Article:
When the Thunderbirds acquired Jamal Watson from the Lethbridge Hurricanes on May 14, it seemed to settle the 20-year-old situation for the upcoming season. It’s still over two months until Seattle opens the season in Vancouver and anything can happen during that time, but the three overage players on Seattle’s roster will provide the combination of production and leadership that teams should seek from their veterans.
Unlike last year, T-Birds general manager Russ Farwell wasn’t forced to sell multiple veterans to get down to the league’s maximum of three 20-year-olds. He entered the offseason with defensemen Jared Hauf and Jerret Smith and forward Cory Millette as the incumbent overagers before dealing Millette and a fifth-round draft pick for Watson.
The longest tenured of those veterans is Hauf, who was the fourth overall pick in the 2010 Bantam Draft. The 6-foot-5 Calgary, Altberta native is an imposing presence on the blue line and, along with Evan Wardley last year, formed what was arguably the most physically intimidating defensive pairing in the WHL. Wardley has graduated, so Hauf will inherit the team’s enforcer title and be charged with protecting the team’s stable of talented forwards.
Hauf has been with the T-Birds since he was 16 years old and been a reliable presence on the back end, missing just four games over the past three seasons. It’s tough for larger players in Hauf’s mold to adjust to the greater speed of the game, and he suffered some growing pains, but he’s become much better at using his size to his advantage in becoming a reliable defenseman. Seattle’s blue line will feature a couple of young D-men, so Hauf’s veteran leadership will be essential in the coming year.
Smith joined the T-Birds as a 17-year-old and has been the definition of steady on the blue line. He’s been paired up with Anaheim Ducks draft pick Shea Theodore for the past two seasons, but even with Theodore earning many of the headlines, Smith’s value has never been underestimated by his coaching staff. He became more of an offensive force last season with Theodore out of the lineup for much of the year, posting a career high in goals (11), assists (27), and points (38). As a 19-year-old, Smith usually faced the opposition’s top forward line. He’ll be expected to do the same this coming season and continue to build on last year’s offensive contributions.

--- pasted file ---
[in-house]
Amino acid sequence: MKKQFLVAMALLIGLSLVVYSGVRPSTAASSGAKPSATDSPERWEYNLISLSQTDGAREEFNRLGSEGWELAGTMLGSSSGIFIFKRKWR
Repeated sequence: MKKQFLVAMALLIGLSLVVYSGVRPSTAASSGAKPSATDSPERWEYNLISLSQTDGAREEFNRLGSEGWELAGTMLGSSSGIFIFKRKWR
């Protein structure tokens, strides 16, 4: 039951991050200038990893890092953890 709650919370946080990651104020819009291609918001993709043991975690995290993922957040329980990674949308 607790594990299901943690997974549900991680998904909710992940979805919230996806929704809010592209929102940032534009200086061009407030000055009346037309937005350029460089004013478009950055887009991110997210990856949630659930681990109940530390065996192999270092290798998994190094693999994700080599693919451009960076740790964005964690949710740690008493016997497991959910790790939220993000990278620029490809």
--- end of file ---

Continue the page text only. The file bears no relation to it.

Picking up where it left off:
In three full campaigns with Seattle, Smith has missed just one contest and has played in all 72 games in each of the past two seasons. He was an alternate captain for much of last year and seems like a strong possibility to earn the “C” this year. Smith was invited to the New York Rangers’ development camp and could still earn a professional contract before the season begins, which would take him out of Seattle’s plans for the upcoming season.
The third 20-year-old is Watson, who has spent his entire WHL career to date with the Lethbridge Hurricanes. In four full seasons, he’s missed only 18 games, playing in over 60 contests in each of those seasons. Watson was an invitee to the Montreal Canadiens’ development camp and therefore also has a shot at earning himself a professional contract.
Watson has been a member of a Lethbridge team that has struggled for the past few years. He has an exciting opportunity is his final year of WHL eligibility to join a roster that is hoping to advance deep into the WHL playoffs. Farwell has raved about the Calgary native’s skating ability and expects him to fit right in to Seattle’s top six forwards. If that’s the case, he’ll be playing with two other highly skilled forwards and should easily top his career high of 54 points, which he set last year.
Watson served as the Hurricanes’ captain, so the T-Birds won’t be skipping a beat in the leadership department, either. He was well liked in the Lethbridge locker room, which should make his adjustment to Seattle that much easier.
Hauf and Smith, pending potential professional contracts, seemed like locks to return to the roster for their final WHL campaign. Millette, who was acquired at last season’s trade deadline, was more of a question mark. He was a very effective player on the power play in front of the net, but spent much of his even strength time on the team’s fourth line. While his net front presence will be missed, it’s difficult to fill one of your valuable overage spots with someone who will play very limited minutes at even strength. Watson’s two-way ability and more versatile game should more than make up for what was lost when Millette was traded.